Summary of the Hague Agreement Concerning the International Registration of Industrial Designs (1925)
Two Acts of the Hague Agreement are currently in operation – the 1999 Act and the 1960 Act. In September 2009, it was decided to freeze the application of the 1934 Act of the Hague Agreement, thus simplifying and streamlining overall administration of the international design registration system.
An international design registration may be obtained only by a natural person or legal entity having a connection – through establishment, domicile, nationality or, under the 1999 Act, habitual residence – with a Contracting Party to either of the two Acts.
The Hague Agreement allows applicants to register an industrial design by filing a single application with the International Bureau of WIPO, enabling design owners to protect their designs with minimum formalities in multiple countries or regions. The Hague Agreement also simplifies the management of an industrial design registration, since it is possible to record subsequent changes and to renew the international registration through a single procedural step.
An international application may be governed by the 1999 Act, the 1960 Act or both, depending on the Contracting Party with which the applicant has the connection described above (hereafter referred to as "Contracting Party of origin").
International design applications may be filed with the International Bureau of WIPO, either directly or through the industrial property office of the Contracting Party of origin if the law of that Contracting Party so permits or requires. In practice, however, virtually all international applications are filed directly with the International Bureau, and the majority are filed using the electronic filing interface on WIPO's website.
International applications may include up to 100 designs, provided they all belong to the same class of the International Classification for Industrial Designs (Locarno Classification). Applicants may choose to file an application in English, French or Spanish. International applications must contain one or several reproductions of the industrial design(s) and must designate at least one Contracting Party.
International registrations are published in the International Designs Bulletin, issued weekly online. Depending on the Contracting Parties designated, applicants may request that the publication be deferred by a period not exceeding 30 months from the date of the international registration or, if priority is claimed, from the priority date.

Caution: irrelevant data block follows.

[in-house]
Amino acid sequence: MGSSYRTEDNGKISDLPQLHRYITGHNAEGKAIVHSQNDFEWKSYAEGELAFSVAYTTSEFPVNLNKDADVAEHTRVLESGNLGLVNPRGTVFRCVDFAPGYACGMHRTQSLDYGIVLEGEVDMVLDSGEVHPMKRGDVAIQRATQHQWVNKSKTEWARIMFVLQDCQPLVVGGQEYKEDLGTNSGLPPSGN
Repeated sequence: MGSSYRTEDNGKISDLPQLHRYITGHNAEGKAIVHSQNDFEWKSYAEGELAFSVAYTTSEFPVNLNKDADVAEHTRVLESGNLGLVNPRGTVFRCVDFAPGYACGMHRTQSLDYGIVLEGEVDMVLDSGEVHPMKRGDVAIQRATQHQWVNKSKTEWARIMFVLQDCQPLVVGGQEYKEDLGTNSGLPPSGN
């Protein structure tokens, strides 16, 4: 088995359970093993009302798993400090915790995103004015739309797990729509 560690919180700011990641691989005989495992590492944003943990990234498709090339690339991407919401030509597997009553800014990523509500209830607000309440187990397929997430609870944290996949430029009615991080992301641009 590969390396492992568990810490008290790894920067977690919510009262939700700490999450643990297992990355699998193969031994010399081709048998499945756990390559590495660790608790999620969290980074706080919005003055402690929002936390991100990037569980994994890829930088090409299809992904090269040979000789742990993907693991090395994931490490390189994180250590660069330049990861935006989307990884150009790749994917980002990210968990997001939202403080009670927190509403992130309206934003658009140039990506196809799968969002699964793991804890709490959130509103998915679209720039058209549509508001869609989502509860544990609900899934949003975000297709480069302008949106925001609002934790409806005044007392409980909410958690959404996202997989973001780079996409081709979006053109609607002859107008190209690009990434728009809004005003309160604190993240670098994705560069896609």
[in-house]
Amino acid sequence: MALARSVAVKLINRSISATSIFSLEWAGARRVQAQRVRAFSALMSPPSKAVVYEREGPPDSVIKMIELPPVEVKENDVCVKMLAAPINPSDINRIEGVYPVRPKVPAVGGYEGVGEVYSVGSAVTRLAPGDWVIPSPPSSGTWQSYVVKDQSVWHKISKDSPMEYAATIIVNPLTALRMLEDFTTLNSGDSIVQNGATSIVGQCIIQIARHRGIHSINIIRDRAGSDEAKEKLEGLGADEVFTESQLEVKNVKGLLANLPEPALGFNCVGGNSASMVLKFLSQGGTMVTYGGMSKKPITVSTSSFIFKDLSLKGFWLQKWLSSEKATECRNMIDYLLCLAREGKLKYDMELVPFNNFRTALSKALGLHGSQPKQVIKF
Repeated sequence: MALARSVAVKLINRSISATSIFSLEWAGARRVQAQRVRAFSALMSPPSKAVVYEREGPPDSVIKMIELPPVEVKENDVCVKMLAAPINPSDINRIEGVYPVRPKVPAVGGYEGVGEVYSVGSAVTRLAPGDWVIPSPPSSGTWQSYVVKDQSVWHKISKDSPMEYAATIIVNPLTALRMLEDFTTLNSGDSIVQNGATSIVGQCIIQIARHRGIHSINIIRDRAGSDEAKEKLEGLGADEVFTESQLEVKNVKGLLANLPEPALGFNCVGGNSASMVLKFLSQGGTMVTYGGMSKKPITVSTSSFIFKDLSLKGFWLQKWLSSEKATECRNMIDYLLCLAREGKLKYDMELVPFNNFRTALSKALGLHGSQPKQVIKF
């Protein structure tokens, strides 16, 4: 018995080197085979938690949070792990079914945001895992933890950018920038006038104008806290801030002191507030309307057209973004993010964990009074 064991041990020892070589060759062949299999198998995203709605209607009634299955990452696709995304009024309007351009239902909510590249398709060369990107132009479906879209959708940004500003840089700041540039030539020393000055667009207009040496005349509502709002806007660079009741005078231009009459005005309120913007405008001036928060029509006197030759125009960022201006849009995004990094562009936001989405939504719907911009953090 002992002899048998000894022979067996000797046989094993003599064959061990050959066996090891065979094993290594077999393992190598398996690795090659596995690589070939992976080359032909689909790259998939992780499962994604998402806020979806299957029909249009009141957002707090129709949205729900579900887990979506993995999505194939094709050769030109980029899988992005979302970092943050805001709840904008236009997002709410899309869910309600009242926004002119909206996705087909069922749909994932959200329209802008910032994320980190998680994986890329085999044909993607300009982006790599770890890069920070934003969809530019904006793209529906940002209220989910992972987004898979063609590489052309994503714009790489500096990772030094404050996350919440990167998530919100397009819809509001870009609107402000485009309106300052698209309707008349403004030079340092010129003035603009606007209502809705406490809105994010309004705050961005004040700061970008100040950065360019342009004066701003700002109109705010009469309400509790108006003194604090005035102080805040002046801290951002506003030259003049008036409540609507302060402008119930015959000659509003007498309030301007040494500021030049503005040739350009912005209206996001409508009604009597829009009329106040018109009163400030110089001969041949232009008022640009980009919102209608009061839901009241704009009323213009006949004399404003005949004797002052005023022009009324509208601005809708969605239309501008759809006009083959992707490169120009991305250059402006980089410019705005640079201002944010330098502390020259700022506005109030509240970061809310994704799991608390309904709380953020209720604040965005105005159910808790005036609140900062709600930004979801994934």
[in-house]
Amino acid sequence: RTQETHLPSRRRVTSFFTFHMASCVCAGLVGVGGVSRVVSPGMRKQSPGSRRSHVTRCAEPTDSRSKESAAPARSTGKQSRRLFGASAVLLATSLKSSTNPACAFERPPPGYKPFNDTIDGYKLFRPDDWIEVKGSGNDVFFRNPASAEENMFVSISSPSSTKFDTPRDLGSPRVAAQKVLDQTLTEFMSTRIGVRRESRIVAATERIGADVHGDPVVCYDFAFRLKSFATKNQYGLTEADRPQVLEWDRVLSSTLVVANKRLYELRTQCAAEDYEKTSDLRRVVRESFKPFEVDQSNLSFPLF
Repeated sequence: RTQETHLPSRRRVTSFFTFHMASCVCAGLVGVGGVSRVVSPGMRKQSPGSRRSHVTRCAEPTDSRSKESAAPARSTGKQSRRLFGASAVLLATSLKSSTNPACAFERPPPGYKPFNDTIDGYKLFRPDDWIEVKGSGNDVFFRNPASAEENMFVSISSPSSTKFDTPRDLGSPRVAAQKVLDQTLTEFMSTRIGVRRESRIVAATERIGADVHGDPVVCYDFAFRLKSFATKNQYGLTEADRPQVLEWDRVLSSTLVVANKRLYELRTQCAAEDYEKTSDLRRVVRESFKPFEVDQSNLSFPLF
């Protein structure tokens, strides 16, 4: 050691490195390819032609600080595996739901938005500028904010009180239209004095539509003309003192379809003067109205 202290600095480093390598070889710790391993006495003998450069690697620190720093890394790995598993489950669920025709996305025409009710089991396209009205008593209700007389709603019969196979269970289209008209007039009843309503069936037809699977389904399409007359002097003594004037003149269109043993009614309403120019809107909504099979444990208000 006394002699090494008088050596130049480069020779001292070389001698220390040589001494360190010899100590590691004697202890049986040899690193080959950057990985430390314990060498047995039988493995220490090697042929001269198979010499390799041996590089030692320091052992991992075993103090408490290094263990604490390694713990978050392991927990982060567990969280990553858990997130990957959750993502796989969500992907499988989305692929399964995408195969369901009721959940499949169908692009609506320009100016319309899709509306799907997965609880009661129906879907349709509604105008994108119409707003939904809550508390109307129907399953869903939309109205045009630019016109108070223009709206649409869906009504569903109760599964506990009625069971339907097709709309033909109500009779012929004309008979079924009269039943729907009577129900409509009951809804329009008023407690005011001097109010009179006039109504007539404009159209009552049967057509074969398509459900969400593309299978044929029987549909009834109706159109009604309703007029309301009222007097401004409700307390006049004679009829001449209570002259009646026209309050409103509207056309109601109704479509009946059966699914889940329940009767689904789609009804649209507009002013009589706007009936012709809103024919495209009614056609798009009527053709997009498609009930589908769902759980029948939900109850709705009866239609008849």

Each Contracting Party designated by the applicant may refuse protection within 6 months, or possibly 12 months under the 1999 Act, from the date of publication of the international registration. Refusal of protection can only be based on requirements of the domestic law other than the formalities and administrative acts to be accomplished under the domestic law by the office of the Contracting Party that refuses protection.
If no refusal is notified by a given designated Contracting Party within the prescribed time limit (or if such refusal has subsequently been withdrawn), the international registration has effect as a grant of protection in that Contracting Party, under the law of that Contracting Party.
The term of protection is five years, renewable for at least one five-year period under the 1960 Act, or two such periods under the 1999 Act. If the legislation of a Contracting Party provides for a longer term of protection, protection of the same duration shall, on the basis of the international registration and its renewals, be granted in that Contracting Party to designs that have been the subject of an international registration. To facilitate access to the Hague system for design creators from least developed countries (LDCs), the fees for an international application are, in their case, reduced to 10 per cent of the prescribed amounts.
The 1934 Act
The application of the 1934 Act was frozen as of January 1, 2010, meaning that no new registration or designation under the 1934 Act could be entered in the International Register as of that date. However, the renewal of existing designations under the 1934 Act and the recording in the International Register of any change affecting such designations will continue to be possible up to the maximum duration of protection under the 1934 Act (15 years).
The WIPO Secretariat publishes a Guide to the International Registration of Industrial Designs for users of the Hague system.
The Hague Agreement, concluded in 1925, was revised at London in 1934 and at The Hague in 1960. It was completed by an Additional Act signed at Monaco in 1961 and by a Complementary Act signed at Stockholm in 1967, which was amended in 1979. As noted above, a further Act was adopted at Geneva in 1999.
The Hague Agreement created a Union, which, since 1970, has had an Assembly. Every member of the Union that has adhered to the Complementary Act of Stockholm is a member of the Assembly. Among the most important tasks of the Assembly are the adoption of the biennial program and budget of the Union and the adoption and modification of the implementing regulations, including the fixing of the fees connected with the use of the Hague system.
The 1999 Act of the Agreement is open to any WIPO Member State and to certain intergovernmental organizations. Instruments of ratification or accession must be deposited with the Director General of WIPO. While the 1960 Act remains open to States party to the Paris Convention for the Protection of Industrial Property (1883), it is the more advantageous 1999 Act that governments of prospective Contracting Parties are encouraged to join.